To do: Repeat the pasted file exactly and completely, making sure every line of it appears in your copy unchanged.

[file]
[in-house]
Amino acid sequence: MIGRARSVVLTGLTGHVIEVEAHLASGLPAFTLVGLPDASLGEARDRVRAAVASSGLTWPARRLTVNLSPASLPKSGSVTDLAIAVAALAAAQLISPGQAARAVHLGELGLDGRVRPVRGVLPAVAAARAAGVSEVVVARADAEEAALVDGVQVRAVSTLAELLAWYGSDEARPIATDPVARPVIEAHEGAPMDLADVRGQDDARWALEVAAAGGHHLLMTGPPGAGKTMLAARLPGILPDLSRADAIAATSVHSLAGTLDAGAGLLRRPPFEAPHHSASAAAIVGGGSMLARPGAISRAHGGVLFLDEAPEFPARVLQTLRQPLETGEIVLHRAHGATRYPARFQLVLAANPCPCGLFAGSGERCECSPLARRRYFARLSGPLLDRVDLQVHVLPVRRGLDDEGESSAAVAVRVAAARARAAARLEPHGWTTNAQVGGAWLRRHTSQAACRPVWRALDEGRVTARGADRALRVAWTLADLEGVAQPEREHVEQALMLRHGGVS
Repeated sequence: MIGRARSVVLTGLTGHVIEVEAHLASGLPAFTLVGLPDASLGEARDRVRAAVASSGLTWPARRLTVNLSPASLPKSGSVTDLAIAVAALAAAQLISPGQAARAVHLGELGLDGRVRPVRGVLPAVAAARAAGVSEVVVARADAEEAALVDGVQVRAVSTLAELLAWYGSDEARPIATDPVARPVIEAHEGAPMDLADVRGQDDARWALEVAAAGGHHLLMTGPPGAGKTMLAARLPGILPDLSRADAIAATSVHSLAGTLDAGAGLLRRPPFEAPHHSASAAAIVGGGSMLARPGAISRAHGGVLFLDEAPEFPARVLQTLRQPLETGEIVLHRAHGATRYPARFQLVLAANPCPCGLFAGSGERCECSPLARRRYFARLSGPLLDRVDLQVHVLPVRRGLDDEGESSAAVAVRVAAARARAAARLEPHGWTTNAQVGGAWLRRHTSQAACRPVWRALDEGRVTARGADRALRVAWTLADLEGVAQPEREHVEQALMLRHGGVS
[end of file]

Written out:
[in-house]
Amino acid sequence: MIGRARSVVLTGLTGHVIEVEAHLASGLPAFTLVGLPDASLGEARDRVRAAVASSGLTWPARRLTVNLSPASLPKSGSVTDLAIAVAALAAAQLISPGQAARAVHLGELGLDGRVRPVRGVLPAVAAARAAGVSEVVVARADAEEAALVDGVQVRAVSTLAELLAWYGSDEARPIATDPVARPVIEAHEGAPMDLADVRGQDDARWALEVAAAGGHHLLMTGPPGAGKTMLAARLPGILPDLSRADAIAATSVHSLAGTLDAGAGLLRRPPFEAPHHSASAAAIVGGGSMLARPGAISRAHGGVLFLDEAPEFPARVLQTLRQPLETGEIVLHRAHGATRYPARFQLVLAANPCPCGLFAGSGERCECSPLARRRYFARLSGPLLDRVDLQVHVLPVRRGLDDEGESSAAVAVRVAAARARAAARLEPHGWTTNAQVGGAWLRRHTSQAACRPVWRALDEGRVTARGADRALRVAWTLADLEGVAQPEREHVEQALMLRHGGVS
Repeated sequence: MIGRARSVVLTGLTGHVIEVEAHLASGLPAFTLVGLPDASLGEARDRVRAAVASSGLTWPARRLTVNLSPASLPKSGSVTDLAIAVAALAAAQLISPGQAARAVHLGELGLDGRVRPVRGVLPAVAAARAAGVSEVVVARADAEEAALVDGVQVRAVSTLAELLAWYGSDEARPIATDPVARPVIEAHEGAPMDLADVRGQDDARWALEVAAAGGHHLLMTGPPGAGKTMLAARLPGILPDLSRADAIAATSVHSLAGTLDAGAGLLRRPPFEAPHHSASAAAIVGGGSMLARPGAISRAHGGVLFLDEAPEFPARVLQTLRQPLETGEIVLHRAHGATRYPARFQLVLAANPCPCGLFAGSGERCECSPLARRRYFARLSGPLLDRVDLQVHVLPVRRGLDDEGESSAAVAVRVAAARARAAARLEPHGWTTNAQVGGAWLRRHTSQAACRPVWRALDEGRVTARGADRALRVAWTLADLEGVAQPEREHVEQALMLRHGGVS